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Sunday, March 30, 2008

An epic ride

When someone has that ride where circumstances conspire to create as much suffering as possible, that rider tends to describe the ride as "epic." Well, I had an epic ride on Saturday and I'm still eating!

I signed up to participate in the Palmetto Peloton Project's Pleasant Ridge Rider's Challenge. It was planned as a 100 mile plus ride. This would be perfect to help me meet my challenge of finishing a century each month March to August.

The the route had to be changed do the ride would not conflict with the Assault on the Carolinas. The planners didn't want the P3 riders to end up in Brevard! So, the ride was changed to a 70 miler.

I figured that shouldn't be a problem. I'd just do the scheduled route and then tack on the other 30 miles at the end. 100 miles... not a problem.

What I didn't count on was the route being reconfigured to make that 70 miles pretty tough. Had it not been the end of March, I would have not decided to go on with those extra miles. No matter what happened in the official ride, I was going to have to ride those last miles.

Right as we lined up it began to rain. Before we got out of the park I was already starting to get wet. Thankfully, I had my windbreaker on. It really was not so bad.

This first part of the ride took us along River Road and then basically along the normal Bakery Run up through the watershed. The group rode along together chatting and loosening up the legs.

As we neared Flat Rock, the group broke up and about eight riders went off the front. For the rest of the ride these were the riders I was in contact with. It was a pretty good group. On the climbs we would stay together, but on the downhills we would separate as some of the riders were not as comfortable with descending on the wet roads.

By the time we reached Saluda, I was in a group of three riders. We made our first stop at Holbert Cove Road. About six of us connected at that point before one rider left on his own. Two other riders and myself left after him perhaps two minutes later.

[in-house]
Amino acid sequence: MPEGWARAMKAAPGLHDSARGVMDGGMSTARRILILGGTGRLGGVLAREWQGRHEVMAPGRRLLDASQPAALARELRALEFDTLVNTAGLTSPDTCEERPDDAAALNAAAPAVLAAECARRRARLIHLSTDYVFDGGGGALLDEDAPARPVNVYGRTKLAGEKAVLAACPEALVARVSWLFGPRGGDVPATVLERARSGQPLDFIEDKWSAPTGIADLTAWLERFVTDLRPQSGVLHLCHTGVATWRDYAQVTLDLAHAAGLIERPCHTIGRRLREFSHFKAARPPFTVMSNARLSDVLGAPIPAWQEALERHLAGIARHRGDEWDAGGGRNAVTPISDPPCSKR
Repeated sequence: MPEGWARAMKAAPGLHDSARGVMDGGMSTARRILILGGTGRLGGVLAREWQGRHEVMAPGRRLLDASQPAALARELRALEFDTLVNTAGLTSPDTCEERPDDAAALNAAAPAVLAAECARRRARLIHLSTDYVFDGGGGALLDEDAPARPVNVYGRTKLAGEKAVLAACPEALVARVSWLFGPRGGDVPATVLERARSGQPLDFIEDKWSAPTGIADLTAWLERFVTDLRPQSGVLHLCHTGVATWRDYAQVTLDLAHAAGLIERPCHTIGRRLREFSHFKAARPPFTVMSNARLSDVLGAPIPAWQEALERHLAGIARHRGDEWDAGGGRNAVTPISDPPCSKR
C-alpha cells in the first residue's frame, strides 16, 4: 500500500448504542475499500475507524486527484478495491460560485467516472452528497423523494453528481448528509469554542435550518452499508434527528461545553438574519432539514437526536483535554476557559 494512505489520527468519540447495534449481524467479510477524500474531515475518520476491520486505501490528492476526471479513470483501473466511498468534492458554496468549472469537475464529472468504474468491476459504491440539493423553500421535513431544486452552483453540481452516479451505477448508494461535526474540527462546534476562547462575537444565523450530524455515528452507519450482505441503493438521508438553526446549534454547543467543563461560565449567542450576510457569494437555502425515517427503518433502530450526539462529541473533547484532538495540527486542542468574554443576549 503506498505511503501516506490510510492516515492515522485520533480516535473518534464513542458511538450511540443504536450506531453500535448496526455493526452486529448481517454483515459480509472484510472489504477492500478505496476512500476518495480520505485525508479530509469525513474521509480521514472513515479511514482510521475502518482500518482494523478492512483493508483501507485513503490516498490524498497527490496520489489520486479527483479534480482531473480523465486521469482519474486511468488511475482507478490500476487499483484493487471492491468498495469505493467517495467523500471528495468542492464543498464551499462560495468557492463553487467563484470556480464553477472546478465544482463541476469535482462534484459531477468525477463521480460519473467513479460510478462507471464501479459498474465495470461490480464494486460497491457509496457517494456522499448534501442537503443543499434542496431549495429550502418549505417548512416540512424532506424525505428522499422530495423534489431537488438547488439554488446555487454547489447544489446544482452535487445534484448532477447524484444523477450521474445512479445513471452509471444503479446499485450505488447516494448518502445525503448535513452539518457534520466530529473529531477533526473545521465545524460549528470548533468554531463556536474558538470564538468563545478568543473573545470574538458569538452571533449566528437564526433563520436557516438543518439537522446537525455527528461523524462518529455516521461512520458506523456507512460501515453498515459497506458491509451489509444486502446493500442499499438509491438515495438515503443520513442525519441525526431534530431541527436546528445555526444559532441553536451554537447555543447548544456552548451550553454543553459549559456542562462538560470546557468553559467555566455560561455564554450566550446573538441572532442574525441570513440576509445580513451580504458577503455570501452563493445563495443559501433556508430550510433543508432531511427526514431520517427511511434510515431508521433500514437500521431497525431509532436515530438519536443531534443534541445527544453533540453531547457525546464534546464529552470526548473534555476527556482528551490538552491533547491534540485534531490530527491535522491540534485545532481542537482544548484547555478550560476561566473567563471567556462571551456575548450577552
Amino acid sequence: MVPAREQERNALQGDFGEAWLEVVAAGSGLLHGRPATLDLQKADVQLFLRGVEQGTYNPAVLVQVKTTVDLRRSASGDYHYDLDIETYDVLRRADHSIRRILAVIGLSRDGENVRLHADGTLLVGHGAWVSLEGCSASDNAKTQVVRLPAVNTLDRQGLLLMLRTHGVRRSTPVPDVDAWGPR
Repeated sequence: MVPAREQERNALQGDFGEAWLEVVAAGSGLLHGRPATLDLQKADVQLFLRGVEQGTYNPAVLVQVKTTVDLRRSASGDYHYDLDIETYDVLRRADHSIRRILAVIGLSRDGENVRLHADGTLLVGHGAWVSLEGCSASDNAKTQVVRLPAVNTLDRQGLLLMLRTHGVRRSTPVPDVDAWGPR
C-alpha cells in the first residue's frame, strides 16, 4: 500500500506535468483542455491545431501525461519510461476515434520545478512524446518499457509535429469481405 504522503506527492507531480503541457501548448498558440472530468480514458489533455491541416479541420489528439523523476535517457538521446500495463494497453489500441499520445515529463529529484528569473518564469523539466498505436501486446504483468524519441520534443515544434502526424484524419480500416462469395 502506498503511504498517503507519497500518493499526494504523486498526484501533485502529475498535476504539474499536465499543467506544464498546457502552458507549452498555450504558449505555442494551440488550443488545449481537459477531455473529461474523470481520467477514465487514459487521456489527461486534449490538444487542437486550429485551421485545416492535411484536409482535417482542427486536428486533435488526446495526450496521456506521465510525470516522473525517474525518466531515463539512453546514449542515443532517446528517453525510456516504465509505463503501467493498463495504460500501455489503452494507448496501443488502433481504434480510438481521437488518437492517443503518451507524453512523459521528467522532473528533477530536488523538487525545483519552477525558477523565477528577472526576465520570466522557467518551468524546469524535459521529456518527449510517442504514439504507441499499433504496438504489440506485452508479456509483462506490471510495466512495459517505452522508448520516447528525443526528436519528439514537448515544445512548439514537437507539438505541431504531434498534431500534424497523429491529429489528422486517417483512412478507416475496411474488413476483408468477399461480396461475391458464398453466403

While I was feeling good at this point, I was told that the next ten miles or so were going to be tough. This would take us to Green River Cove Road. This would be a 5 mile climb up a 10% grade. I wondered how bad it could be... then I found out.

I wasn't pushing it at all, but I was putting distance between myself and the other two riders. I think they may have known something I didn't know! Then before I knew it I saw some paint on the pavement "10% next 5 miles."

I shifted to my easiest gear and decided regardless of what the other riders did, I was going to take my time. My goal was 30 miles longer than theirs. I knew if I pushed it now, I would pay for it later.

This road was incredible. It was just one switchback after another. As you continued to climb up you could look over the edge and see three or four stretches of the road. You continued to climb up straight sections and then you would kick up hard for 10 feet or so as you made the turn to your left or right to start climbing the next straight section.

Finally, I reached the point where I started to ask myself, "How many more of these am I going to have to do?" Then I looked over the edge and saw the other riders begin to catch me on the lower switchbacks. Then they caught me. Actually, before we reached the top, I was caught be four or five riders.

I was proud of myself for not trying to chase them down. If this was the worst the route was going to throw at me, I was sure I could make it for the 100 miles. The question was, would it get any better or would it be worse?

My thought was it was going to get better. Certainly we would soon begin to head down Hwy 25 back through the watershed. Unfortunately, I was wrong. I had set myself up for disappointment.